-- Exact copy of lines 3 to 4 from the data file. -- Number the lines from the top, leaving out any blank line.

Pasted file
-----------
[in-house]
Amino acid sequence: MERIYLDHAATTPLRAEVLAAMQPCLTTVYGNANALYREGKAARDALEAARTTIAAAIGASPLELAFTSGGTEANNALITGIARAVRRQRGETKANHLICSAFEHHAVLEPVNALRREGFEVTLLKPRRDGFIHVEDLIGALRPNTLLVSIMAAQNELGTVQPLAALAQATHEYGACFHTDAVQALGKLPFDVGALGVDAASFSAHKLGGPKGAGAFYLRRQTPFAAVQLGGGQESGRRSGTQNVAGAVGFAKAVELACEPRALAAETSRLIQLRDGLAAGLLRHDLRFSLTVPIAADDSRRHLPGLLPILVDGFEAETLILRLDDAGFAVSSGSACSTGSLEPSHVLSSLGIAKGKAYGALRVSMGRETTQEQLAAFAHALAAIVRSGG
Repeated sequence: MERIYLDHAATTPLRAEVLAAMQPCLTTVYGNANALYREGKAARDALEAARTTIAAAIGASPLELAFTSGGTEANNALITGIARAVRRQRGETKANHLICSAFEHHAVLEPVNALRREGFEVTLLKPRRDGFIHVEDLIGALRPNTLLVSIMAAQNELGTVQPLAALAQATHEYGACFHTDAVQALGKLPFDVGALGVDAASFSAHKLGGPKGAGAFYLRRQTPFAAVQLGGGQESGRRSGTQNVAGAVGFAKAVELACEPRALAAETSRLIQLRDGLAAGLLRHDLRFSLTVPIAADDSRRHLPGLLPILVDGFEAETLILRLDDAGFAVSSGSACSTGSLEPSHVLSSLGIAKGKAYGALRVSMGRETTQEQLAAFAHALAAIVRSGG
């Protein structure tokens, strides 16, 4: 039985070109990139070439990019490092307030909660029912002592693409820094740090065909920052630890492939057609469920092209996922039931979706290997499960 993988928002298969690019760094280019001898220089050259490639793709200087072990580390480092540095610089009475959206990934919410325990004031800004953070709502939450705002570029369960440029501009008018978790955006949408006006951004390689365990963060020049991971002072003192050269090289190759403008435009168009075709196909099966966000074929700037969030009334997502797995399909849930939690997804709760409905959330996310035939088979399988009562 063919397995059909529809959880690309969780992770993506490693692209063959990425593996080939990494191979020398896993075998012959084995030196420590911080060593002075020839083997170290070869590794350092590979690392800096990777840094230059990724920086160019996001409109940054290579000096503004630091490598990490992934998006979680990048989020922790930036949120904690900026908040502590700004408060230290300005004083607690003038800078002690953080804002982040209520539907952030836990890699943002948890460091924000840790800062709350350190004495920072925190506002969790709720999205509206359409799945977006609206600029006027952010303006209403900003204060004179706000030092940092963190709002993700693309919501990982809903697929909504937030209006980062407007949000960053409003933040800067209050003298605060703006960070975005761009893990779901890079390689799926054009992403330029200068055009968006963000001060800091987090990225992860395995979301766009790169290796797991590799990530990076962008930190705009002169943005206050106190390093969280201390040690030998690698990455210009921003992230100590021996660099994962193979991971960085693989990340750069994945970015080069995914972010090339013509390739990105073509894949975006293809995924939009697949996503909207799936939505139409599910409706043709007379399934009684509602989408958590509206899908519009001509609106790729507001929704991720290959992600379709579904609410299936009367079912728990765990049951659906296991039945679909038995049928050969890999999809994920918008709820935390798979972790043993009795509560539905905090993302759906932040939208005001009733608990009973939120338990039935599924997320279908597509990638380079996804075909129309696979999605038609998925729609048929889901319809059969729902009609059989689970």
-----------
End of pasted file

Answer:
Repeated sequence: MERIYLDHAATTPLRAEVLAAMQPCLTTVYGNANALYREGKAARDALEAARTTIAAAIGASPLELAFTSGGTEANNALITGIARAVRRQRGETKANHLICSAFEHHAVLEPVNALRREGFEVTLLKPRRDGFIHVEDLIGALRPNTLLVSIMAAQNELGTVQPLAALAQATHEYGACFHTDAVQALGKLPFDVGALGVDAASFSAHKLGGPKGAGAFYLRRQTPFAAVQLGGGQESGRRSGTQNVAGAVGFAKAVELACEPRALAAETSRLIQLRDGLAAGLLRHDLRFSLTVPIAADDSRRHLPGLLPILVDGFEAETLILRLDDAGFAVSSGSACSTGSLEPSHVLSSLGIAKGKAYGALRVSMGRETTQEQLAAFAHALAAIVRSGG
């Protein structure tokens, strides 16, 4: 039985070109990139070439990019490092307030909660029912002592693409820094740090065909920052630890492939057609469920092209996922039931979706290997499960 993988928002298969690019760094280019001898220089050259490639793709200087072990580390480092540095610089009475959206990934919410325990004031800004953070709502939450705002570029369960440029501009008018978790955006949408006006951004390689365990963060020049991971002072003192050269090289190759403008435009168009075709196909099966966000074929700037969030009334997502797995399909849930939690997804709760409905959330996310035939088979399988009562 063919397995059909529809959880690309969780992770993506490693692209063959990425593996080939990494191979020398896993075998012959084995030196420590911080060593002075020839083997170290070869590794350092590979690392800096990777840094230059990724920086160019996001409109940054290579000096503004630091490598990490992934998006979680990048989020922790930036949120904690900026908040502590700004408060230290300005004083607690003038800078002690953080804002982040209520539907952030836990890699943002948890460091924000840790800062709350350190004495920072925190506002969790709720999205509206359409799945977006609206600029006027952010303006209403900003204060004179706000030092940092963190709002993700693309919501990982809903697929909504937030209006980062407007949000960053409003933040800067209050003298605060703006960070975005761009893990779901890079390689799926054009992403330029200068055009968006963000001060800091987090990225992860395995979301766009790169290796797991590799990530990076962008930190705009002169943005206050106190390093969280201390040690030998690698990455210009921003992230100590021996660099994962193979991971960085693989990340750069994945970015080069995914972010090339013509390739990105073509894949975006293809995924939009697949996503909207799936939505139409599910409706043709007379399934009684509602989408958590509206899908519009001509609106790729507001929704991720290959992600379709579904609410299936009367079912728990765990049951659906296991039945679909038995049928050969890999999809994920918008709820935390798979972790043993009795509560539905905090993302759906932040939208005001009733608990009973939120338990039935599924997320279908597509990638380079996804075909129309696979999605038609998925729609048929889901319809059969729902009609059989689970």